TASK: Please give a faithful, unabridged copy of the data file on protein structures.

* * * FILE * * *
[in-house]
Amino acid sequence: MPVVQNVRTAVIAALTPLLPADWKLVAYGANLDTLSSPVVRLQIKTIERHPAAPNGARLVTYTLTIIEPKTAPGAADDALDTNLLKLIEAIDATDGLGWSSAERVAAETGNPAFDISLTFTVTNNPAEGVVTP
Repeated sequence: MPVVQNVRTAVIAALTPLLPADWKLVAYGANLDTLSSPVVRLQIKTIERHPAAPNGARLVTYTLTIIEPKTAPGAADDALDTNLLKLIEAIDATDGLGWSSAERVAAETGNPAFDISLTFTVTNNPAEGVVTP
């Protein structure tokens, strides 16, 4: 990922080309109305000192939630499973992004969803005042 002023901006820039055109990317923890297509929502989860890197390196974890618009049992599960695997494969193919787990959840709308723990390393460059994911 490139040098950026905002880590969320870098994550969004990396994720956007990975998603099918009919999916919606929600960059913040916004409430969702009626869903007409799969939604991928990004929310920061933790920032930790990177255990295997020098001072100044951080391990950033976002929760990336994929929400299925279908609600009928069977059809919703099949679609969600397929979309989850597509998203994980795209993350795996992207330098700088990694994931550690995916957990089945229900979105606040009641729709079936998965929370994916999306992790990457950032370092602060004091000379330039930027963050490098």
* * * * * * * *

[in-house]
Amino acid sequence: MPVVQNVRTAVIAALTPLLPADWKLVAYGANLDTLSSPVVRLQIKTIERHPAAPNGARLVTYTLTIIEPKTAPGAADDALDTNLLKLIEAIDATDGLGWSSAERVAAETGNPAFDISLTFTVTNNPAEGVVTP
Repeated sequence: MPVVQNVRTAVIAALTPLLPADWKLVAYGANLDTLSSPVVRLQIKTIERHPAAPNGARLVTYTLTIIEPKTAPGAADDALDTNLLKLIEAIDATDGLGWSSAERVAAETGNPAFDISLTFTVTNNPAEGVVTP
């Protein structure tokens, strides 16, 4: 990922080309109305000192939630499973992004969803005042 002023901006820039055109990317923890297509929502989860890197390196974890618009049992599960695997494969193919787990959840709308723990390393460059994911 490139040098950026905002880590969320870098994550969004990396994720956007990975998603099918009919999916919606929600960059913040916004409430969702009626869903007409799969939604991928990004929310920061933790920032930790990177255990295997020098001072100044951080391990950033976002929760990336994929929400299925279908609600009928069977059809919703099949679609969600397929979309989850597509998203994980795209993350795996992207330098700088990694994931550690995916957990089945229900979105606040009641729709079936998965929370994916999306992790990457950032370092602060004091000379330039930027963050490098």